There was a steady stream of parents and children attending the official launch of the DGTL Digital Creator North Program Saturday.
The project is run by the Near North Mobile Media Lab out of the Capitol Centre, lower level, for young people aged 11 to 19.
“Digital Creator is a low-barrier free drop-in place for youth ages 11 to 19. We focus on media art,” explained program director Sharon Switzer.
“Kids can come in and learn to make videos, take pictures, make digital art, work 3-D printing. We have a huge range of equipment. Everything is absolutely free to explore and create with while you’re here.”
Including practicing to be a DJ (disc jockey).
“Today we have demonstrations on light art and photography. We have people taking portraits and playing around with them in photoshop to give them their own creative edge. We always have iPads where kids can play,” Switzer added.
“We have been running this program in other cities since 2017 but we had to close those for COVID. So, this is currently our only open space, but we have a long history of running these programs,” said Switzer.
“And what we found is kids gain confidence, they learn how to become producers instead of just consumers of media, and gain skills that allow them to stay in their own cities as opposed to feeling like they have to go south to learn and be creative. So that is what we hope for and what we've found is actually happening.”
Switzer gave as an example a success story of someone who has gone on to do some exceptional work.
“One participant from north of Sioux Lookout, we had a program in Sioux Lookout, came to the program during the school year and went on to make some amazing video art that got shown in Ottawa as part of a festival. That person went on to university in the arts.”
Whenever the program is open there are two mentors in the space to help. One mentor is skilled in audio and video and the other has digital art skills.
“So digital drawing, painting, graphic design,” said Switzer.
The young people get access to equipment they wouldn’t otherwise have the opportunity to experiment with, something they might be able to fall back on given the huge interest in the area by the film industry.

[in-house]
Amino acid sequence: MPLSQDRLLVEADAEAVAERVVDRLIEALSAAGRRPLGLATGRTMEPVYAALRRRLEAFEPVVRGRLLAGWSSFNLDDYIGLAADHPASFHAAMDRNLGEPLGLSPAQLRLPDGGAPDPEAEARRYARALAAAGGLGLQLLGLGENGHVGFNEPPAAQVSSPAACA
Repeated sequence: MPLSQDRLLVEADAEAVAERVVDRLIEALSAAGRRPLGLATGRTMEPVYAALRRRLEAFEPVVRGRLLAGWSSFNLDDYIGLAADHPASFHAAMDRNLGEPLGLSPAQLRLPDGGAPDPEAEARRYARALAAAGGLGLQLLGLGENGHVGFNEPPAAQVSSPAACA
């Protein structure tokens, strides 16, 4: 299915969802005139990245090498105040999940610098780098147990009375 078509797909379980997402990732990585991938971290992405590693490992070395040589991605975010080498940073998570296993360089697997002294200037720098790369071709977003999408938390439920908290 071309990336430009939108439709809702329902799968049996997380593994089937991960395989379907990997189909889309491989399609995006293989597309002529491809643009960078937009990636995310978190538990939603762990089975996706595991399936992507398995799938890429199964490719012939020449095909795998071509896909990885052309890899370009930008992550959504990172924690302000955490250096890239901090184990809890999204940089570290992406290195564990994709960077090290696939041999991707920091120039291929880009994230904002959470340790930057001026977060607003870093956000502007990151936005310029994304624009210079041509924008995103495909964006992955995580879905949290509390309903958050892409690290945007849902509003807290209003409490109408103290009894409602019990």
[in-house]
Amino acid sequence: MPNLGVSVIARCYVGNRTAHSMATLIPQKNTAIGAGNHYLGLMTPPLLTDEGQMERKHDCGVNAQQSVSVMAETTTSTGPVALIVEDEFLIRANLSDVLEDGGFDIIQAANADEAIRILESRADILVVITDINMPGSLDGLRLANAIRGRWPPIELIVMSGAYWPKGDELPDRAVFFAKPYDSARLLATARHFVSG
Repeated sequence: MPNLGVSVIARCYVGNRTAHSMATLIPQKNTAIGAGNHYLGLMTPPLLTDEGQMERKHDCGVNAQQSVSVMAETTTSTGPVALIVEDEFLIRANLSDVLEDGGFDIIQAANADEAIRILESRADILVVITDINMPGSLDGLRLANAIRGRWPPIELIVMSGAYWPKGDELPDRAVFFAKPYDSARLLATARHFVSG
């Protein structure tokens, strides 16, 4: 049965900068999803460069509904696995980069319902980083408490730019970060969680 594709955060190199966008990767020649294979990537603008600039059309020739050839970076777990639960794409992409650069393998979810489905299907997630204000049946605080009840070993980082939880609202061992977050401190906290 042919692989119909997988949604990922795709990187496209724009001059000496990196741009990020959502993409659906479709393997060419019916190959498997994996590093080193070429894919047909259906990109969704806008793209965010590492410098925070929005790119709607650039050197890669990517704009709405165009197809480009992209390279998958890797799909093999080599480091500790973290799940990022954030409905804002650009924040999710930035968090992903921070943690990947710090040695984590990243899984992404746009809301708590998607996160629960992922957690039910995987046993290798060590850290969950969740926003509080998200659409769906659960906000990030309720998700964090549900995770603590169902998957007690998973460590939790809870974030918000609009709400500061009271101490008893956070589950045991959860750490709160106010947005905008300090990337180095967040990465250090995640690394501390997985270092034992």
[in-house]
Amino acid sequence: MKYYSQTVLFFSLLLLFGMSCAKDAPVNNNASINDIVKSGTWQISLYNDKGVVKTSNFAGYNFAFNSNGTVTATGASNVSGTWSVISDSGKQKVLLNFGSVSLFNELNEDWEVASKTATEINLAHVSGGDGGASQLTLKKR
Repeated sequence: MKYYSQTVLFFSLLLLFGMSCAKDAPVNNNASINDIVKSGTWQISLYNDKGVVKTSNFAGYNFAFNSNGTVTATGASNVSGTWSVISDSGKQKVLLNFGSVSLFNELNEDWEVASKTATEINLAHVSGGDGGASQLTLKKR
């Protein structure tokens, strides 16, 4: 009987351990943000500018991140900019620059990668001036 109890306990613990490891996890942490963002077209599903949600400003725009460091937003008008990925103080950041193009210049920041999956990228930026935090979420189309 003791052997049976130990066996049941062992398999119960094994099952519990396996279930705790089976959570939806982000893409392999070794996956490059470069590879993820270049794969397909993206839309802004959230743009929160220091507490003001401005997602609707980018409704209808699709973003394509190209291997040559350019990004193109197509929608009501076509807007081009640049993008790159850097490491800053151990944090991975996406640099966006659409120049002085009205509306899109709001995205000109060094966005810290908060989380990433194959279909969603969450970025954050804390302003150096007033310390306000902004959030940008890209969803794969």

“The skills that we are introducing them to here will absolutely make them employable. Now we are not a formal education program. Kids can come and learn at their own pace but it is the first step. And if they are really excited, they can teach themselves and we can help them learn to whatever level they want, but often it is the first step,” Switzer explained.
“They get excited, they get access to great equipment. They get familiar with the stuff, and then they can go on and take it at university.”
Given the response, there is a need for a lab like this in communities across the north.
“Way back in 2013, we did a review of a bunch of communities, an environmental scan of northern Ontario and there was a huge discrepancy between media arts education for young people compared to southern Ontario,” shared Holly Cunningham about the project she helped launch.
“So we started to develop the program and we didn’t have one in North Bay for the first three years we were running it and now we have it.”
The launch gave everyone a chance to learn and play with the equipment, including Araviana Lamothe
“I am hoping to be able to draw more and create music. I have always liked listening to music, so I’ve always wanted to see how I can help produce it. It is very nice here,” Lamothe added.
Amanda Byers was one of many parents to bring their child to the open house.
“This is great, my son is able to interact with all the people here who know the industry and the other kids. It is something I could never provide for him at his home,” Byers shared.
Carson Byers Martin was impressed by what he saw and is eager to learn.
“I just want to learn more about videos and photography. This is cool. I like how you can interact with everyone, if you ask a question, most people here will give you the answer. I like it.”
An after-school idea, the lab space is open from 3 p.m. to 6 p.m. Tuesday–Thursday.
The project is funded by both the Canada Council for the Arts through its Digital Strategy Fund, along with the Ontario Trillium Foundation.